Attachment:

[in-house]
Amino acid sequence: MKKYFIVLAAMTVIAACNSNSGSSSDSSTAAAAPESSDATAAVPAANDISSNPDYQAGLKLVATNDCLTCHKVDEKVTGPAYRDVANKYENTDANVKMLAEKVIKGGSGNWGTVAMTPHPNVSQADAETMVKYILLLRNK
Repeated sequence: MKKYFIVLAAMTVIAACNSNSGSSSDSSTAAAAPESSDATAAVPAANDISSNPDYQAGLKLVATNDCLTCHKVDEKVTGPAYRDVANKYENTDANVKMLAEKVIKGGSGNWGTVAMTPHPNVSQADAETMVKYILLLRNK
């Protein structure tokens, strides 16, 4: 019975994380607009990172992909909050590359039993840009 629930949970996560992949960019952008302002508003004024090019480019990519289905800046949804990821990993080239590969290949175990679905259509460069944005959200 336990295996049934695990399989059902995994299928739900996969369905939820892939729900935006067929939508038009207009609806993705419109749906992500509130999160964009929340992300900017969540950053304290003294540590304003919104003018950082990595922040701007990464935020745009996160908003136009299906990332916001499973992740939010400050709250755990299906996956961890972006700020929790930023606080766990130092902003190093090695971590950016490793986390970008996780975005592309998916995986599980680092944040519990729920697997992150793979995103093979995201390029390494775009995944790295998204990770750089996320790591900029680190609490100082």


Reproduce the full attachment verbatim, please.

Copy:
[in-house]
Amino acid sequence: MKKYFIVLAAMTVIAACNSNSGSSSDSSTAAAAPESSDATAAVPAANDISSNPDYQAGLKLVATNDCLTCHKVDEKVTGPAYRDVANKYENTDANVKMLAEKVIKGGSGNWGTVAMTPHPNVSQADAETMVKYILLLRNK
Repeated sequence: MKKYFIVLAAMTVIAACNSNSGSSSDSSTAAAAPESSDATAAVPAANDISSNPDYQAGLKLVATNDCLTCHKVDEKVTGPAYRDVANKYENTDANVKMLAEKVIKGGSGNWGTVAMTPHPNVSQADAETMVKYILLLRNK
């Protein structure tokens, strides 16, 4: 019975994380607009990172992909909050590359039993840009 629930949970996560992949960019952008302002508003004024090019480019990519289905800046949804990821990993080239590969290949175990679905259509460069944005959200 336990295996049934695990399989059902995994299928739900996969369905939820892939729900935006067929939508038009207009609806993705419109749906992500509130999160964009929340992300900017969540950053304290003294540590304003919104003018950082990595922040701007990464935020745009996160908003136009299906990332916001499973992740939010400050709250755990299906996956961890972006700020929790930023606080766990130092902003190093090695971590950016490793986390970008996780975005592309998916995986599980680092944040519990729920697997992150793979995103093979995201390029390494775009995944790295998204990770750089996320790591900029680190609490100082």